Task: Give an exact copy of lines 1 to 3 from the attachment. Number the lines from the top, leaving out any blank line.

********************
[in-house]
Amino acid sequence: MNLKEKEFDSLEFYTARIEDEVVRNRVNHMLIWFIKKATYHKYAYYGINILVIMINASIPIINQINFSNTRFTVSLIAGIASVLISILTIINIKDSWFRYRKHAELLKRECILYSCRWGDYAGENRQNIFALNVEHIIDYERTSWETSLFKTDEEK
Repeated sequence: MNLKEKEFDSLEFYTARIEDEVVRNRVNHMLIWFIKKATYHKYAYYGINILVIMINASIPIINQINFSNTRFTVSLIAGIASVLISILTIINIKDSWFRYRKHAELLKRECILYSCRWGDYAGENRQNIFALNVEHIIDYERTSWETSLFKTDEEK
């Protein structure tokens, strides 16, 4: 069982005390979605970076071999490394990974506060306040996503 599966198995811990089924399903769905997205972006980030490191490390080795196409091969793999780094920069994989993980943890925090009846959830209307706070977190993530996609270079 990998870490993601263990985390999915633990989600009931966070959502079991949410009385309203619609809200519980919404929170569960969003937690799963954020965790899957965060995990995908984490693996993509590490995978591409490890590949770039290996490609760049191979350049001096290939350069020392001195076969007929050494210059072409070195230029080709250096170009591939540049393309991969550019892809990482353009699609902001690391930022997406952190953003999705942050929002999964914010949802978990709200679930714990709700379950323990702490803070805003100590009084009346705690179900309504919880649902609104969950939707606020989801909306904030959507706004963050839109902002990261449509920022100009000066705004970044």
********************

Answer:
[in-house]
Amino acid sequence: MNLKEKEFDSLEFYTARIEDEVVRNRVNHMLIWFIKKATYHKYAYYGINILVIMINASIPIINQINFSNTRFTVSLIAGIASVLISILTIINIKDSWFRYRKHAELLKRECILYSCRWGDYAGENRQNIFALNVEHIIDYERTSWETSLFKTDEEK
Repeated sequence: MNLKEKEFDSLEFYTARIEDEVVRNRVNHMLIWFIKKATYHKYAYYGINILVIMINASIPIINQINFSNTRFTVSLIAGIASVLISILTIINIKDSWFRYRKHAELLKRECILYSCRWGDYAGENRQNIFALNVEHIIDYERTSWETSLFKTDEEK